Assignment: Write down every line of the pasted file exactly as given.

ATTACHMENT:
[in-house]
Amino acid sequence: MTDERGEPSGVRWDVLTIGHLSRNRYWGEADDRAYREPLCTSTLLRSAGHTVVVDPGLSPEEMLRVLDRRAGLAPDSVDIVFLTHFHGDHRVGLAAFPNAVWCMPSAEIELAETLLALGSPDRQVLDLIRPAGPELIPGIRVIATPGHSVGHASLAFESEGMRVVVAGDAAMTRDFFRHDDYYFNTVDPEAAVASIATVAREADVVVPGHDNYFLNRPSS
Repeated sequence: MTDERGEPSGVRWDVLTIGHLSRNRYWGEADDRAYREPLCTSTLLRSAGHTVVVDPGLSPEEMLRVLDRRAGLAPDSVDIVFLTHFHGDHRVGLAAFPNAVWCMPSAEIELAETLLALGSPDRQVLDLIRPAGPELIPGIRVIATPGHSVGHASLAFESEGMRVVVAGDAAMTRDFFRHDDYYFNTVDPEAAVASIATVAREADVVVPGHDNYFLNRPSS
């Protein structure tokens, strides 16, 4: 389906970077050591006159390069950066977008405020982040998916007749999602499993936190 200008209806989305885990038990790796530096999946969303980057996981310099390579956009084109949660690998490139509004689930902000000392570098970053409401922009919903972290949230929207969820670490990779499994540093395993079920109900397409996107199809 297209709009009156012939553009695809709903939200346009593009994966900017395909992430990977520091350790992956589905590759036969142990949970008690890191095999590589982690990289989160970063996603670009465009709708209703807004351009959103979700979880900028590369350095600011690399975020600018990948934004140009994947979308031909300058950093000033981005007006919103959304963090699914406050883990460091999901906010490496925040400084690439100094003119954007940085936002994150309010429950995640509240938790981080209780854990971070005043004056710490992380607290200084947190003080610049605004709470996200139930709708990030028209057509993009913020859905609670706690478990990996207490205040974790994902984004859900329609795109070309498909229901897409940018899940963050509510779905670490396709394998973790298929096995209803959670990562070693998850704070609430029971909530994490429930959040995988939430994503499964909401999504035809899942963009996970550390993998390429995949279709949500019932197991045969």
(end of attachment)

[in-house]
Amino acid sequence: MTDERGEPSGVRWDVLTIGHLSRNRYWGEADDRAYREPLCTSTLLRSAGHTVVVDPGLSPEEMLRVLDRRAGLAPDSVDIVFLTHFHGDHRVGLAAFPNAVWCMPSAEIELAETLLALGSPDRQVLDLIRPAGPELIPGIRVIATPGHSVGHASLAFESEGMRVVVAGDAAMTRDFFRHDDYYFNTVDPEAAVASIATVAREADVVVPGHDNYFLNRPSS
Repeated sequence: MTDERGEPSGVRWDVLTIGHLSRNRYWGEADDRAYREPLCTSTLLRSAGHTVVVDPGLSPEEMLRVLDRRAGLAPDSVDIVFLTHFHGDHRVGLAAFPNAVWCMPSAEIELAETLLALGSPDRQVLDLIRPAGPELIPGIRVIATPGHSVGHASLAFESEGMRVVVAGDAAMTRDFFRHDDYYFNTVDPEAAVASIATVAREADVVVPGHDNYFLNRPSS
């Protein structure tokens, strides 16, 4: 389906970077050591006159390069950066977008405020982040998916007749999602499993936190 200008209806989305885990038990790796530096999946969303980057996981310099390579956009084109949660690998490139509004689930902000000392570098970053409401922009919903972290949230929207969820670490990779499994540093395993079920109900397409996107199809 297209709009009156012939553009695809709903939200346009593009994966900017395909992430990977520091350790992956589905590759036969142990949970008690890191095999590589982690990289989160970063996603670009465009709708209703807004351009959103979700979880900028590369350095600011690399975020600018990948934004140009994947979308031909300058950093000033981005007006919103959304963090699914406050883990460091999901906010490496925040400084690439100094003119954007940085936002994150309010429950995640509240938790981080209780854990971070005043004056710490992380607290200084947190003080610049605004709470996200139930709708990030028209057509993009913020859905609670706690478990990996207490205040974790994902984004859900329609795109070309498909229901897409940018899940963050509510779905670490396709394998973790298929096995209803959670990562070693998850704070609430029971909530994490429930959040995988939430994503499964909401999504035809899942963009996970550390993998390429995949279709949500019932197991045969």